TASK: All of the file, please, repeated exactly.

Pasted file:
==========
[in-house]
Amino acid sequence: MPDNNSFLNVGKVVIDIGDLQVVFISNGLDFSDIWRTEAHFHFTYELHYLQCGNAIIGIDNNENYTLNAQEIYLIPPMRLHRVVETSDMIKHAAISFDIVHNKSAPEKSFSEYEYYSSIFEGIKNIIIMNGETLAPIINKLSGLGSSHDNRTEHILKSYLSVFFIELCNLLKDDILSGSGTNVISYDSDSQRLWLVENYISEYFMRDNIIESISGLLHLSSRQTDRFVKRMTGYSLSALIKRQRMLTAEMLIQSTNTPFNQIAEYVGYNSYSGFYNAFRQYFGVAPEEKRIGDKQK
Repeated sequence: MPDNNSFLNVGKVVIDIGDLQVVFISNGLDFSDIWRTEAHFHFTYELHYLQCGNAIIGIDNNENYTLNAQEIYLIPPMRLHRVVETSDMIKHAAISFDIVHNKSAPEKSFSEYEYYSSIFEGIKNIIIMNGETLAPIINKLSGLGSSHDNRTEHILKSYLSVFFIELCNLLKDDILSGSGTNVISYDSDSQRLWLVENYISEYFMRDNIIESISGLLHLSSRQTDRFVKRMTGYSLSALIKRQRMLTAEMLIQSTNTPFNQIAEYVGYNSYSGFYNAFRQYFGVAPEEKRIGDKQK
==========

[in-house]
Amino acid sequence: MPDNNSFLNVGKVVIDIGDLQVVFISNGLDFSDIWRTEAHFHFTYELHYLQCGNAIIGIDNNENYTLNAQEIYLIPPMRLHRVVETSDMIKHAAISFDIVHNKSAPEKSFSEYEYYSSIFEGIKNIIIMNGETLAPIINKLSGLGSSHDNRTEHILKSYLSVFFIELCNLLKDDILSGSGTNVISYDSDSQRLWLVENYISEYFMRDNIIESISGLLHLSSRQTDRFVKRMTGYSLSALIKRQRMLTAEMLIQSTNTPFNQIAEYVGYNSYSGFYNAFRQYFGVAPEEKRIGDKQK
Repeated sequence: MPDNNSFLNVGKVVIDIGDLQVVFISNGLDFSDIWRTEAHFHFTYELHYLQCGNAIIGIDNNENYTLNAQEIYLIPPMRLHRVVETSDMIKHAAISFDIVHNKSAPEKSFSEYEYYSSIFEGIKNIIIMNGETLAPIINKLSGLGSSHDNRTEHILKSYLSVFFIELCNLLKDDILSGSGTNVISYDSDSQRLWLVENYISEYFMRDNIIESISGLLHLSSRQTDRFVKRMTGYSLSALIKRQRMLTAEMLIQSTNTPFNQIAEYVGYNSYSGFYNAFRQYFGVAPEEKRIGDKQK